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# Instrument Simulation Laboratory

## 1.Tank Level Measure simulator

The objective of this laboratory is to have a tool to understand the relationship between a measurement located in the field and its visualization in the control room. Many times it is necessary to make a change to an instrument or to a range related to the instrument, either in the field or in the control system. This laboratory allows us to experiment and see what the impact of our changes would be in the different related measures, but without affecting our process.

How many times have we wanted to test what would be the change in our control system if we made a change in a variable in the process?

## 2.How does this simulator work?

Our laboratory allows us to simulate the evolution of the level measurement of a tank (R101) with respect to time. The R101 tank has an effective height of 10 meters. To measure the level we have a relative pressure transmitter that allows us to obtain the hydrostatic pressure of the tank.

This pressure sensor uses a metallic membrane sensitive to pressures between 0 and 10,000 mmwg. Our pressure measurement is sent to the DCS through a current loop signal between 4 and 20 mA. In the control system, the measure is represented as a percentage from 0 to 100%.

### 2.1.Start and Stop Simulation

We can start and stop the simulation through the Start and Stop buttons.

##### SIMULATION TIME [s] : 00:00 - STOPPED

To completely reset the content of the graphics it is necessary to reload the page.

### 2.2.What information do the graphs show?

The first graph shows the real level of the tank, in green we will see the evolution over time of the process variable, our level. In this case our level measurement in the field is carried out through pressure measurement, applying the principle of hydrostatic pressure measurement we can determine through of pressure our measure of level.

The second graph shows us the evolution of the intensity managed by the transmitter with respect to time, typically on a scale of 4 to 20 milliamps.

The third graph shows us the relationship between the process measurement observed in the control room, expressed as analog input to the DCS versus the time.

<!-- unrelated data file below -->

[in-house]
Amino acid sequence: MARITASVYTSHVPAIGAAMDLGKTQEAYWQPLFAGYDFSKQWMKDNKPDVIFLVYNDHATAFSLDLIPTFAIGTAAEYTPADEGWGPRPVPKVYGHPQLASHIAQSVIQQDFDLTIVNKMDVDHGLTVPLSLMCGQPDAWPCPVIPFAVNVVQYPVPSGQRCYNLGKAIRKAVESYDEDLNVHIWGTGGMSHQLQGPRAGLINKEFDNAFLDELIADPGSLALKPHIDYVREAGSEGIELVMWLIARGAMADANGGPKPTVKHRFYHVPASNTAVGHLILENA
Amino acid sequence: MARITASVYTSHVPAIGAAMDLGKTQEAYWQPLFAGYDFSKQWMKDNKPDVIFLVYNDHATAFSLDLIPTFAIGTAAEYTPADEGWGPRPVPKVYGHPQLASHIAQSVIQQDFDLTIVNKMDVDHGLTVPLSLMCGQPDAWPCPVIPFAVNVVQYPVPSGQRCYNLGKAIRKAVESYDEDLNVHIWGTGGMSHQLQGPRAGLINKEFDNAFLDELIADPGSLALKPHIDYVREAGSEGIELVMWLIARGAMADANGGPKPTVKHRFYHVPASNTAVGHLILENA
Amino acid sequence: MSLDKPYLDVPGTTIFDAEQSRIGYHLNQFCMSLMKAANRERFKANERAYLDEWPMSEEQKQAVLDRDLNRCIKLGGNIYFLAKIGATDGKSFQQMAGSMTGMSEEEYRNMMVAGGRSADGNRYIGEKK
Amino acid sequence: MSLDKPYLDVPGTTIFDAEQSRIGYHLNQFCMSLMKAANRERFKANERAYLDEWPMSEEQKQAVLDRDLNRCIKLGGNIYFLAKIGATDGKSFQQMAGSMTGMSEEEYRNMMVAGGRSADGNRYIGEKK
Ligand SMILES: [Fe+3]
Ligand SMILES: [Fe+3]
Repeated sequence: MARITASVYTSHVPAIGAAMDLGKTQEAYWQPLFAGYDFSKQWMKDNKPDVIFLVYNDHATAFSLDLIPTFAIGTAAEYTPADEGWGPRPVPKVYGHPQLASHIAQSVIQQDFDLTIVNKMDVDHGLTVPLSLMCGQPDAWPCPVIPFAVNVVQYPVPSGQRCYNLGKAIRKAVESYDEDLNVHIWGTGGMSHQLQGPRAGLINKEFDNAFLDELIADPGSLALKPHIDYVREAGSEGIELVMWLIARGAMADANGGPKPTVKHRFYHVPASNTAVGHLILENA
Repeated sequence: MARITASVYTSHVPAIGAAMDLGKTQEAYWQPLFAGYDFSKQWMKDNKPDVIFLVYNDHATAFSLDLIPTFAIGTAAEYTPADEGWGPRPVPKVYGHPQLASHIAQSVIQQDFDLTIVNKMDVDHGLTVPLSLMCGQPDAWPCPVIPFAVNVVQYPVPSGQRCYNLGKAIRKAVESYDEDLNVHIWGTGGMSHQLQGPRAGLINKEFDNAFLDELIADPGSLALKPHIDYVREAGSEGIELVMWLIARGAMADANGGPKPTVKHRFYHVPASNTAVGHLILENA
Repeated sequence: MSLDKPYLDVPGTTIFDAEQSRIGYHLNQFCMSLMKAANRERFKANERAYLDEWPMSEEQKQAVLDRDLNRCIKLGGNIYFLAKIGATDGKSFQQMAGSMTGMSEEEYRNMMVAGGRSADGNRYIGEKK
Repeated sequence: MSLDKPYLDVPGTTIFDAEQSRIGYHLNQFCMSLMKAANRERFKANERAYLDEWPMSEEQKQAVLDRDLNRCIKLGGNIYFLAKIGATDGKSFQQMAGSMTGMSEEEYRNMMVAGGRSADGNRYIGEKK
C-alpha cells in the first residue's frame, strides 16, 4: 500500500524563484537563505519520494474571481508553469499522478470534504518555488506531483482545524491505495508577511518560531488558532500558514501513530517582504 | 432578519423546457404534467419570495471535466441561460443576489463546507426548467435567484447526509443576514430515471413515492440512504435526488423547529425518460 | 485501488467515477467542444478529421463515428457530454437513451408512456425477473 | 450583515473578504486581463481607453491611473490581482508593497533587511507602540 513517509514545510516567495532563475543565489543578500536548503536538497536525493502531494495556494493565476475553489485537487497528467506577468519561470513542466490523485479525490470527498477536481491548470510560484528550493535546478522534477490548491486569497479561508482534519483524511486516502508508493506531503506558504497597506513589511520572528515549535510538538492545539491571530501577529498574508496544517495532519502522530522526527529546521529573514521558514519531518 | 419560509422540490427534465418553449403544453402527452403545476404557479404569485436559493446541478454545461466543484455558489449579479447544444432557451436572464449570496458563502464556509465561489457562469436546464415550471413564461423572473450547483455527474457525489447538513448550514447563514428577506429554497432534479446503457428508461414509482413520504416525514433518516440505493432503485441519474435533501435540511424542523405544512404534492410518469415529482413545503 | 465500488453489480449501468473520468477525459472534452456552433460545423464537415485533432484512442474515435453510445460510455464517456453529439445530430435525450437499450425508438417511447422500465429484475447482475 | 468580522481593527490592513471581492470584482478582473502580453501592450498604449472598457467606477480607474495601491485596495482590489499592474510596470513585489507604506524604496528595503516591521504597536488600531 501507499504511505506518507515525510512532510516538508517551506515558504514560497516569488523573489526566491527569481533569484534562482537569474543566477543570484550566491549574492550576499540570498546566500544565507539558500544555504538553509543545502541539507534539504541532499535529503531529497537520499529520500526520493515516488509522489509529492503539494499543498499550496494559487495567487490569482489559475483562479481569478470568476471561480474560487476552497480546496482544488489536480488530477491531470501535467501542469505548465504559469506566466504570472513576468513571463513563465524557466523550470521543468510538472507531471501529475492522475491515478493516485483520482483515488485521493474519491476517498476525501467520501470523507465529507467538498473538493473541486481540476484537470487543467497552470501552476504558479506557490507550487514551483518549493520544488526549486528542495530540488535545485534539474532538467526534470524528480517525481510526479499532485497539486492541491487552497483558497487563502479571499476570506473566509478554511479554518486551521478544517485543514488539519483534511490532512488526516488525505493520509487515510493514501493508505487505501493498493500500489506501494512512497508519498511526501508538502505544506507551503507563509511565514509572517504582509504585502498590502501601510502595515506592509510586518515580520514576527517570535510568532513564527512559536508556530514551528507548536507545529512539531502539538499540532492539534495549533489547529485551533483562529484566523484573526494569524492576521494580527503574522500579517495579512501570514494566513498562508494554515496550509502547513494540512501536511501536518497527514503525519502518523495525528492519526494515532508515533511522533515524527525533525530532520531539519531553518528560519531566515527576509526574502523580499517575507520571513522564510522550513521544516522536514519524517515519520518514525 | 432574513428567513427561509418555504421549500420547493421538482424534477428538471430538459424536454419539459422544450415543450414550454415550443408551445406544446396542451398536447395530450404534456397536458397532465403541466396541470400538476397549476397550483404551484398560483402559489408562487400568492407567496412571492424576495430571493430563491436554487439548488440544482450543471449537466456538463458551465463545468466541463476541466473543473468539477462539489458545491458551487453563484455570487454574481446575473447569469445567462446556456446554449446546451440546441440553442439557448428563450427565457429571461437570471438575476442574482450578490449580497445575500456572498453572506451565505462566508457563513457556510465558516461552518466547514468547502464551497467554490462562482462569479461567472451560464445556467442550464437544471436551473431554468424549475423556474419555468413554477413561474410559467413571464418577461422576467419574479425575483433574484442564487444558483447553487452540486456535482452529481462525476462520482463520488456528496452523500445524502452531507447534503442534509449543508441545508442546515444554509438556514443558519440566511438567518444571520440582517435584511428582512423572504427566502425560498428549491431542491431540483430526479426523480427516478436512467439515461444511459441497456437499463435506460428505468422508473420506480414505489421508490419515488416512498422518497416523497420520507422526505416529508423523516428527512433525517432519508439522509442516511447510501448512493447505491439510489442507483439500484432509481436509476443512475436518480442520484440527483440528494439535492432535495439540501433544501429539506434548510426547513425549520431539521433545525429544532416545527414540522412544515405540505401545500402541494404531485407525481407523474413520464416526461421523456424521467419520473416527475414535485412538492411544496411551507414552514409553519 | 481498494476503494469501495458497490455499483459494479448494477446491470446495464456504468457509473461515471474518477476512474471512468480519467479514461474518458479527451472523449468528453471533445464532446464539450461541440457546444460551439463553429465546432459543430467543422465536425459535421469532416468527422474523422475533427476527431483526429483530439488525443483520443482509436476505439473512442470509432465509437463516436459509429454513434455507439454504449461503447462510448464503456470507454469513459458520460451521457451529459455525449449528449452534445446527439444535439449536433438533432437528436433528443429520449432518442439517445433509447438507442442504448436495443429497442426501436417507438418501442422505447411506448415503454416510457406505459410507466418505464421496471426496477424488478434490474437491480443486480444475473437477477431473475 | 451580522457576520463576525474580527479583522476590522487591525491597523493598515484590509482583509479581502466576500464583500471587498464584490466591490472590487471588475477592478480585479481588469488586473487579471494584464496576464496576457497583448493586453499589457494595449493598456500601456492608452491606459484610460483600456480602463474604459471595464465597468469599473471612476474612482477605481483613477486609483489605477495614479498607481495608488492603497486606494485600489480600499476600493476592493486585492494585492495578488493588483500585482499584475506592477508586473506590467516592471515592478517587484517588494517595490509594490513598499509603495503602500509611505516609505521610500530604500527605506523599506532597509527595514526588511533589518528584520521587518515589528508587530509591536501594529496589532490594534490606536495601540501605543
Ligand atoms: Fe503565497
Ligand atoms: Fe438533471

### 2.3.What additional parameters do we have?

For each of the graphs it is possible to define the measurement range, the range of the displayed measurement depends on the type of variable, for example if we are measuring the pressure expressed in millimeters of water column for a range of 10 m real, our equivalent pressure it will be from 0 to 1000 mmwg.

Thus, each of the measurements and each of the graphs will have its calculation range. The display range is equal to the calculation range plus 10%.

At the bottom we show you three examples of the use of this laboratory, we hope you enjoy this laboratory.

### 2.4.Basic Handling

For each graph there is a cell called NF. NF is the acronym for Noise Factor, the value of NF can range from zero to infinity. A value of NF equal to zero implies eliminating the noise from the signal.

In addition to this cell we have a read-only cell in which the current value of the signal related to the graph appears, so for the first graph we will have a cell called Out with the last value of the related graph.

In order to define the initial value of the R 101 tank, we have a cell called Current Measure that allows defining the tank pressure measurement (in mmwc). For example, if we want to define the tank level at 4 m, we must enter its equivalent in mmwc which is 4000.

### 3.Graphical interpretation of signal ranges

A helpful illustration for students in understanding analog signal ranges is to consider the signal range to be expressed as a length on a number line. For example, the common 4-20 mA analog current signal range would appear as such:

If one were to ask the percentage corresponding to a 14.4 mA signal on a 4-20 mA range, it would be as simple as determining the length of a line segment stretching from the 4 mA mark to the 14.4 mA mark:

As a percentage, this thick line is 10.4 mA long (the distance between 14.4 mA and 4 mA) over a total (possible) length of 16 mA (the total span between 20 mA and 4 mA). Thus:

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## 5. References:

• MEIER,F.A. (2004) Instrumentation and Control Systems Documentation
• SAMSON (2013) Terminology and Symbols in Control Engineering
• KUPHALDT, TONY R. (2019) Lessons In Industrial Instrumentation
• BATTIKHA,N. E. (2006) Condensed Handbook of Measurement and Control
• DOUGLAS,O.J. (2005) Applied Technology and Instrumentation for Process Control
• DUNN,W.C. (2006) Introduction to Instrumentation Sensors And Process Control
• GOETTSCHE,L.D.(2005) Maintenance of Instruments and Systems
• ANSI/ISA-5.1-1984, Instrument Symbols and Identification, ISA, Research Triangle Park, NC, 1984.
• HUGHES,T. (2002) Measurement and Control Basics
• ISA (2012) Successful Instrumentation and Control Systems Design
• LOVE,J. (2007) Process Automation Handbook A Guide to Theory and Practice
• SIEMENS (2012) Procidia Control Solutions SAMA Diagrams for Boiler Controls

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